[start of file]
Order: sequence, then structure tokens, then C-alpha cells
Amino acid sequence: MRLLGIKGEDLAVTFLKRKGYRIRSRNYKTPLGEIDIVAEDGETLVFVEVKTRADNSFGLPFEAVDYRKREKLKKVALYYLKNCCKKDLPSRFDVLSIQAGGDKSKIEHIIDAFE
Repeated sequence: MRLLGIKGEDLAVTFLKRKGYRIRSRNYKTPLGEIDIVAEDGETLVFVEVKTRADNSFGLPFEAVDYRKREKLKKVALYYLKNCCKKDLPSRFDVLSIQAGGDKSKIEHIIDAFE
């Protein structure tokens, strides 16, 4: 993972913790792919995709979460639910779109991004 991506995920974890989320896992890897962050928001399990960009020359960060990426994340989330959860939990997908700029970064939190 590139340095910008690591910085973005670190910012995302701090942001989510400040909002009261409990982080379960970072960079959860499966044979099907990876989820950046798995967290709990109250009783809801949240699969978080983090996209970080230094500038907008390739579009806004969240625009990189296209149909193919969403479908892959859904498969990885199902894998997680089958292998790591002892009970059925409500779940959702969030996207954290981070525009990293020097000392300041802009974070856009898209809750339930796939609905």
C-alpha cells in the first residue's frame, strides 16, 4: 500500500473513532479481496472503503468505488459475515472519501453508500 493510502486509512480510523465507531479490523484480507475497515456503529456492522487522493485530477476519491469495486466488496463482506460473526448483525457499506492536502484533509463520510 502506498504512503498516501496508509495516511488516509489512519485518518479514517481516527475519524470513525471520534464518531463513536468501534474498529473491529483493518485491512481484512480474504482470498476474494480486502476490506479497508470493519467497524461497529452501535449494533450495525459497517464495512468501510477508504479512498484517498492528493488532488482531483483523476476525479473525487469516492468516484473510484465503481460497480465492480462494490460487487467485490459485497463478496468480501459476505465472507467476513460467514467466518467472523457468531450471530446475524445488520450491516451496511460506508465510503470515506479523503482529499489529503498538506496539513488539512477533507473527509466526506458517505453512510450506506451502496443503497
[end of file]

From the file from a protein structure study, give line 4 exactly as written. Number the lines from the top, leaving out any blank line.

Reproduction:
């Protein structure tokens, strides 16, 4: 993972913790792919995709979460639910779109991004 991506995920974890989320896992890897962050928001399990960009020359960060990426994340989330959860939990997908700029970064939190 590139340095910008690591910085973005670190910012995302701090942001989510400040909002009261409990982080379960970072960079959860499966044979099907990876989820950046798995967290709990109250009783809801949240699969978080983090996209970080230094500038907008390739579009806004969240625009990189296209149909193919969403479908892959859904498969990885199902894998997680089958292998790591002892009970059925409500779940959702969030996207954290981070525009990293020097000392300041802009974070856009898209809750339930796939609905």